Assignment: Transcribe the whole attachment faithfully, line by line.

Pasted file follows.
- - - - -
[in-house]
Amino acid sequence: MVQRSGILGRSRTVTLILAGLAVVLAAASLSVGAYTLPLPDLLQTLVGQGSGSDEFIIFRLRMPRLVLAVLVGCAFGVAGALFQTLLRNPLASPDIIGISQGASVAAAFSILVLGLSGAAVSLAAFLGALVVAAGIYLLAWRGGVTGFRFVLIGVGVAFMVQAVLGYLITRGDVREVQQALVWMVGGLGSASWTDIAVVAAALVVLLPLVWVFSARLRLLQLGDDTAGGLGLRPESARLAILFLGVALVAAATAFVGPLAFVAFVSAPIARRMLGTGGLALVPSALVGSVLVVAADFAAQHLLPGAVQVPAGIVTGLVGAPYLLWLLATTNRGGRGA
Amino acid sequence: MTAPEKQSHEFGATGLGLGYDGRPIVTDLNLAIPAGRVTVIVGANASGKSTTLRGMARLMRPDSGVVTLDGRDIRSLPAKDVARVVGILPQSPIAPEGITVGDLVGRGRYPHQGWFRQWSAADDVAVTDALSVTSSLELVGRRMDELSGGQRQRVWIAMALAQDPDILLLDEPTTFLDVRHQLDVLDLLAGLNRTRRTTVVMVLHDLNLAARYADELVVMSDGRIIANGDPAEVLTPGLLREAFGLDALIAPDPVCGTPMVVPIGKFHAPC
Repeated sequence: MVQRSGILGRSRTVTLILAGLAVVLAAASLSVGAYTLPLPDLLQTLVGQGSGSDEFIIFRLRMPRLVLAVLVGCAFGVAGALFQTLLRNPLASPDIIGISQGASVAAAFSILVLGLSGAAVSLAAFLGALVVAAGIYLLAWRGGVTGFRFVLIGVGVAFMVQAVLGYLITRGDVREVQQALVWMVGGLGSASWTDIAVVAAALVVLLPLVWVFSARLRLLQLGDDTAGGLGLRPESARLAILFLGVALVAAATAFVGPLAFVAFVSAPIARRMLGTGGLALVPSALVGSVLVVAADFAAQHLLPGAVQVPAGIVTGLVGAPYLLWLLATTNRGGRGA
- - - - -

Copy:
[in-house]
Amino acid sequence: MVQRSGILGRSRTVTLILAGLAVVLAAASLSVGAYTLPLPDLLQTLVGQGSGSDEFIIFRLRMPRLVLAVLVGCAFGVAGALFQTLLRNPLASPDIIGISQGASVAAAFSILVLGLSGAAVSLAAFLGALVVAAGIYLLAWRGGVTGFRFVLIGVGVAFMVQAVLGYLITRGDVREVQQALVWMVGGLGSASWTDIAVVAAALVVLLPLVWVFSARLRLLQLGDDTAGGLGLRPESARLAILFLGVALVAAATAFVGPLAFVAFVSAPIARRMLGTGGLALVPSALVGSVLVVAADFAAQHLLPGAVQVPAGIVTGLVGAPYLLWLLATTNRGGRGA
Amino acid sequence: MTAPEKQSHEFGATGLGLGYDGRPIVTDLNLAIPAGRVTVIVGANASGKSTTLRGMARLMRPDSGVVTLDGRDIRSLPAKDVARVVGILPQSPIAPEGITVGDLVGRGRYPHQGWFRQWSAADDVAVTDALSVTSSLELVGRRMDELSGGQRQRVWIAMALAQDPDILLLDEPTTFLDVRHQLDVLDLLAGLNRTRRTTVVMVLHDLNLAARYADELVVMSDGRIIANGDPAEVLTPGLLREAFGLDALIAPDPVCGTPMVVPIGKFHAPC
Repeated sequence: MVQRSGILGRSRTVTLILAGLAVVLAAASLSVGAYTLPLPDLLQTLVGQGSGSDEFIIFRLRMPRLVLAVLVGCAFGVAGALFQTLLRNPLASPDIIGISQGASVAAAFSILVLGLSGAAVSLAAFLGALVVAAGIYLLAWRGGVTGFRFVLIGVGVAFMVQAVLGYLITRGDVREVQQALVWMVGGLGSASWTDIAVVAAALVVLLPLVWVFSARLRLLQLGDDTAGGLGLRPESARLAILFLGVALVAAATAFVGPLAFVAFVSAPIARRMLGTGGLALVPSALVGSVLVVAADFAAQHLLPGAVQVPAGIVTGLVGAPYLLWLLATTNRGGRGA